Why Do My Dog’s Paws Smell Like Fritos?
Dogs can have different odors emanating from different parts of their body. There are smells that come from the ears, the mouth, and the rear. What is most puzzling to most pet parents is that very distinct corn chip-like smell from their paws. So, why does my dog smell like Fritos?
Possible Causes of the Odor
There are some pet parents who think that the yeasty, corn chip-like odor in their dog’s paws is due to its diet. They believe that many dog foods today contain too many corn fillers that these ingredients find their way into the paws of the pet. Here are the possible causes of the odor from your pet.
If your dog smells like corn chips, it has nothing to do with its diet filled with corn products. The most plausible explanation is the colonies of bacteria in your pet’s paws. These bacteria are natural residents of the animal’s skin. They do not produce disease, unless your pet cuts its paws. The injury will cause some of these bacteria to move inside and cause localized tissue inflammation.
Two of the most common bacteria that reside on the dog’s paws are Proteus and Pseudomonas species. These germs are present in the environment, both in the soil and in the water. Your pet can pick up germs whenever it goes outdoors.
As bacteria proliferate in the animal’s paws, they excrete different substances. Some of these substances provide the distinct smell that our nose registers as “Fritos”.
There is another plausible explanation for the smelly issue. Yeast species can also colonize the paws. These microorganisms are also part of the dog paw’s normal flora. They do not cause disease, unless they grow in sufficient numbers. This can only happen if the dog’s immune system is now functioning very well.
A well-functioning immune system can check the abnormal proliferation of yeast species. If the immune system is compromised, there is a tendency for yeast organisms to multiply at a very rapid pace. They can produce many byproducts of metabolism, including substances that have a somewhat corn-like scent.
If you notice the Fritos smell in your dog, it could be a sign of a yeast infection. This can be secondary to another ongoing infection that resulted in a compromised immune system.
Another possible explanation as to why your dog’s feet smell like Fritos is because of sweat. It is true that we do not see our canine friends sweating a lot like we humans do. However, they do sweat. It is one of their ways to regulate their body temperature. Dogs sweat only in certain parts of their body that are not covered with fur. These include the paw pads and the nose.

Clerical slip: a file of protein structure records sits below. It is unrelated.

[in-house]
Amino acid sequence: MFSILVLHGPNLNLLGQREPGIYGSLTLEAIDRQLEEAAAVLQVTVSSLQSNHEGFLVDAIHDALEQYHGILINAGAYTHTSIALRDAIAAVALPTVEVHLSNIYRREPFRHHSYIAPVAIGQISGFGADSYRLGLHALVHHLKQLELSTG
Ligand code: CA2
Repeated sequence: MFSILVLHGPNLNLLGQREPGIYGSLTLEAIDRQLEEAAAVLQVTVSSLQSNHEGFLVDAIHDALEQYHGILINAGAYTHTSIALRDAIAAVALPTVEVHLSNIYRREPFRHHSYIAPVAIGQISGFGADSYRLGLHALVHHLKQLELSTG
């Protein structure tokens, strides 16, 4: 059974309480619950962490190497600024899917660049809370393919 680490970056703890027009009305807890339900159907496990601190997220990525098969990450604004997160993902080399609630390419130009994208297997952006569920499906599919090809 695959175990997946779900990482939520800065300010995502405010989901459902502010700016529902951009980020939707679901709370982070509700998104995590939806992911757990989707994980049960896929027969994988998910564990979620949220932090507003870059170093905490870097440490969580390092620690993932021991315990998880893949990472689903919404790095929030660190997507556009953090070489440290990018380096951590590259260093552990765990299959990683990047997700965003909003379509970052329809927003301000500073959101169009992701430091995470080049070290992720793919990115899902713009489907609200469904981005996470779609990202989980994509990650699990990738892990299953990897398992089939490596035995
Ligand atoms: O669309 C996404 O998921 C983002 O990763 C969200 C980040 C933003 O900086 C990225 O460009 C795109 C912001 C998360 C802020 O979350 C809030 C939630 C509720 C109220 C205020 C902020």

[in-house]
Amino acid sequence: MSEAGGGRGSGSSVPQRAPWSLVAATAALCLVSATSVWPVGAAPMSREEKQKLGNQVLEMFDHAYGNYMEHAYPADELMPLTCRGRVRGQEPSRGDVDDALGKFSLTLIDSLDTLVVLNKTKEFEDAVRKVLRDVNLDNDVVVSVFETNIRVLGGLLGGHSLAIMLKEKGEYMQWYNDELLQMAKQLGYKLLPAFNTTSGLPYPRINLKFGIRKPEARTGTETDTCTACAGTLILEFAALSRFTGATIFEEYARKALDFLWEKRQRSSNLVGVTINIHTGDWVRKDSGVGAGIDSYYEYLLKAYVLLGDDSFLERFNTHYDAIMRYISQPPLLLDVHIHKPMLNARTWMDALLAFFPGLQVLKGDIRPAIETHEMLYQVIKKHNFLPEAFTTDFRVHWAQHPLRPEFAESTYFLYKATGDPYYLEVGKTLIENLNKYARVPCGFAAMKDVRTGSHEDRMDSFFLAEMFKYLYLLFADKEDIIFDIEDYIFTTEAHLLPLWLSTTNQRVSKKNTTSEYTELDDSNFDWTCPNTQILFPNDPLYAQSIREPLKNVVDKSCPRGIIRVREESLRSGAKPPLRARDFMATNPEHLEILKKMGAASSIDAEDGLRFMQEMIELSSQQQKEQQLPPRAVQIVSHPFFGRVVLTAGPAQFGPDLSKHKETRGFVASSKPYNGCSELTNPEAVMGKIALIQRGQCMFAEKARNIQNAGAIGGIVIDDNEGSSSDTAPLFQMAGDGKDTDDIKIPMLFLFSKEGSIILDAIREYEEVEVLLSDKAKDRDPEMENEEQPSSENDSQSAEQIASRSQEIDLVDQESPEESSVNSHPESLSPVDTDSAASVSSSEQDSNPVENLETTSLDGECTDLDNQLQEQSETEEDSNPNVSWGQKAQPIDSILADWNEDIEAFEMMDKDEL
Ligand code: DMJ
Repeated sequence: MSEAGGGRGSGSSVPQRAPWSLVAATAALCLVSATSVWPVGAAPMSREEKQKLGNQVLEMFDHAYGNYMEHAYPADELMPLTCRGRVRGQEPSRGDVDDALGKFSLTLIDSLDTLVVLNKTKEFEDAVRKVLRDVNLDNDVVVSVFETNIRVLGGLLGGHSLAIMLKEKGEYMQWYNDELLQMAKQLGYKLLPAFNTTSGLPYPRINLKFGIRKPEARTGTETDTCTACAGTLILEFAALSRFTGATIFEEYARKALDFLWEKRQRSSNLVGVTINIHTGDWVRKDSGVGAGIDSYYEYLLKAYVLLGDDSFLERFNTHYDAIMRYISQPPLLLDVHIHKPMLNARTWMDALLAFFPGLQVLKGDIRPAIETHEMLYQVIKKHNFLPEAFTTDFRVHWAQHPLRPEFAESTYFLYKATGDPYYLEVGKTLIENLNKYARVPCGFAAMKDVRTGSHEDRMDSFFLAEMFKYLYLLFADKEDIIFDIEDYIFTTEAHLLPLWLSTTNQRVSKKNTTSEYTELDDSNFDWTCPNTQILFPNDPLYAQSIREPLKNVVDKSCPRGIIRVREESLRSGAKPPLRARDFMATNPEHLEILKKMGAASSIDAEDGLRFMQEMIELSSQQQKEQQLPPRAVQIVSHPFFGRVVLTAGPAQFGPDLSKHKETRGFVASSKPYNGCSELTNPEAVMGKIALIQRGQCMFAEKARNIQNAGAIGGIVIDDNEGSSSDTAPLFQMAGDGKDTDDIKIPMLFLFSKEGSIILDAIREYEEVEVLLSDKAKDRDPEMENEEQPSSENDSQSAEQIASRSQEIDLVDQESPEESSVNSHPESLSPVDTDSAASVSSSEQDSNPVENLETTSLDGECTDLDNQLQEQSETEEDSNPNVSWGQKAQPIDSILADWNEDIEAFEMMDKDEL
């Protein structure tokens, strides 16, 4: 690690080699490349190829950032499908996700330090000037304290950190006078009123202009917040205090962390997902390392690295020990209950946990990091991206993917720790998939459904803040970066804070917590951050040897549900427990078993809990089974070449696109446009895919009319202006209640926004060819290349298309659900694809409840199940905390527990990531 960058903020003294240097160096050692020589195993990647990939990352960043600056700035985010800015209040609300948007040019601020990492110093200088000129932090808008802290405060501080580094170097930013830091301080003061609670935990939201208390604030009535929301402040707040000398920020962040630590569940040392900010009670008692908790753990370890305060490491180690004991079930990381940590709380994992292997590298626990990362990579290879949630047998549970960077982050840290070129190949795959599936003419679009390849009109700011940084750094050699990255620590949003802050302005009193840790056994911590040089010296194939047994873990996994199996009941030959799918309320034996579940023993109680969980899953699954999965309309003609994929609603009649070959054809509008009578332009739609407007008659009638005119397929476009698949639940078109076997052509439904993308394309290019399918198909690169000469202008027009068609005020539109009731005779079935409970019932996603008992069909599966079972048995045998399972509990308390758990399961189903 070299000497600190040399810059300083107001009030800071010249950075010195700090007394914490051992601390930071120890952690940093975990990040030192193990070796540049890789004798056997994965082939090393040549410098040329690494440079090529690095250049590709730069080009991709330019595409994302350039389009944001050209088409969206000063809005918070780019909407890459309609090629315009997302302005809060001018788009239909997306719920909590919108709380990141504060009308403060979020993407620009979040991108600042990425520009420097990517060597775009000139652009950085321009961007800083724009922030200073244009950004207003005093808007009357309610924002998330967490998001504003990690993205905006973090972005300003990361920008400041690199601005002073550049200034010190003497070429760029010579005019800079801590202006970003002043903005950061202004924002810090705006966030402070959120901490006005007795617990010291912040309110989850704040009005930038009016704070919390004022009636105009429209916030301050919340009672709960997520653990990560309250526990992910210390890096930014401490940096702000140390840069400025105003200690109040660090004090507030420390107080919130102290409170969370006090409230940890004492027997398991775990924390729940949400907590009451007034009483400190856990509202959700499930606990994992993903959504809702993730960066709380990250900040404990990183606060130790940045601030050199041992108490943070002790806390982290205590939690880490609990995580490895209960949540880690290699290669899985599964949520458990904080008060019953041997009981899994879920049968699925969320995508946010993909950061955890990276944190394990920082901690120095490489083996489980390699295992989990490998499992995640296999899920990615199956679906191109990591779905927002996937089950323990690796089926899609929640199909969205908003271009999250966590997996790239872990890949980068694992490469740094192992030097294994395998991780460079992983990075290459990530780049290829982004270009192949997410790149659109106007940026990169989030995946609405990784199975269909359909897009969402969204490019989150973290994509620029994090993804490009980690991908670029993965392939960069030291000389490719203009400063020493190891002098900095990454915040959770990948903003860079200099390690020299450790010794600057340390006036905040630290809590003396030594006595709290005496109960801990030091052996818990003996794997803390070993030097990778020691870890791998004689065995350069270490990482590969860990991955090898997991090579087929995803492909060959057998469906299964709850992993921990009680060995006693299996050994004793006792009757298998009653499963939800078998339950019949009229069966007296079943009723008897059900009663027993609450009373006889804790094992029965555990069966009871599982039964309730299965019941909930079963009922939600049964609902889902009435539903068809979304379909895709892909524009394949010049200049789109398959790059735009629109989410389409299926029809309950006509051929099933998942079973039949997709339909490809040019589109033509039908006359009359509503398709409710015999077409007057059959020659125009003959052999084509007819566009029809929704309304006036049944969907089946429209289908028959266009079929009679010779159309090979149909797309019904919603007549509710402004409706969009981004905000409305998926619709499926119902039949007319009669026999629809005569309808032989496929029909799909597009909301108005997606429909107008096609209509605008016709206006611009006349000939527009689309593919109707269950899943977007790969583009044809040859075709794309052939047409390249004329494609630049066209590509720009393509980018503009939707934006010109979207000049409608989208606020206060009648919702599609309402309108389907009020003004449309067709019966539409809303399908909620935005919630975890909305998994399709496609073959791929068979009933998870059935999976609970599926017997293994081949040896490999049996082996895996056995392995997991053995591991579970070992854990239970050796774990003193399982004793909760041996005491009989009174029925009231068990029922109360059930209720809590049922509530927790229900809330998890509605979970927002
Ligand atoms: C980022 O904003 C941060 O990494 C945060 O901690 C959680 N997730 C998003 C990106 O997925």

Canine sweating traps salty fluids in the animal’s fur between its paw pads. The fluid can interact with the microorganisms in the paws. The interaction can produce a very bad smell. It is a lot similar to body odor or underarm odor among humans. Dirty armpits can amplify the bad smell emanating from sweat.
- An Underlying Problem
Smelly paws may not be normal at all if there are other signs that you can see in your dog. For example, increased licking of its paws can be a sign of pain or discomfort. Licking is the pet’s way of trying to soothe the discomfort. There can be inflammation as well.
Dogs can step on sharp objects and cause paw pad injuries. The toenails can also get injured, causing an inflammatory reaction. These reactions can produce a bad smell because of the interaction between immune system cells and germs that may be invading the injuries. The same can happen in paw sores and melanoma. Ulcerations leave an opening in the dog’s skin, allowing germs to enter. The microorganisms can produce the foul smell.
What You Can Do
There are several things you can do to address such a malodorous issue.
- Trim the Fur
It would be best to trim the fur in between your pet’s paw pads. This will not eliminate the stench. However, it can reduce it. Trimming the fur will prevent trapping the sweat on the dog’s paw pads. Use a pet hair clipper to trim the fur. Make sure to separate the paw pads by inserting your thumb in the space between the pads.
- Paw Bath
Try giving your canine friend a good paw bath. Ask your veterinarian if you can use an antibacterial or anti-yeast shampoo for dogs. These products can help inactivate or kill bacteria or yeast that may be present in your canine friend’s paws. If you are wary about such products, then you can use your dog’s ordinary pet shampoo. Make sure to shampoo each paw very well. It is also critical to dry them completely. Bacteria and yeast need a damp environment for them to proliferate.
- Veterinary Visit
If trimming the fur and giving a paw bath does not solve the smelly problem, maybe you need a more professional opinion. Your veterinarian can help determine the actual cause of the issue. He will have to take note of other signs that may indicate an underlying medical problem. Examples of these signs are crusted or flaking skin on the paw pads, redness, broken toenails, swelling or lumps in between the pads, and hair loss, among others. If there is an infection, the veterinarian can prescribe an appropriate antibiotic.
- Embrace the Smell
Most pet parents consider the Fritos-smell of their dog’s paws to be normal. As long as there are no other manifestations that signal a more serious health problem, it would be best to embrace the smell. Consider this as a unique “signature” of your canine friend. You can always tone down the smell by observing a more regular hygiene regimen for your pet if the smell becomes unbearable.
Why does my dog smell like Fritos? It could be because of the presence of bacteria, sweat, or yeast. It is not a real concern unless you can see other manifestations from your dog. Having a veterinarian check it out should help you feel safer about your pet.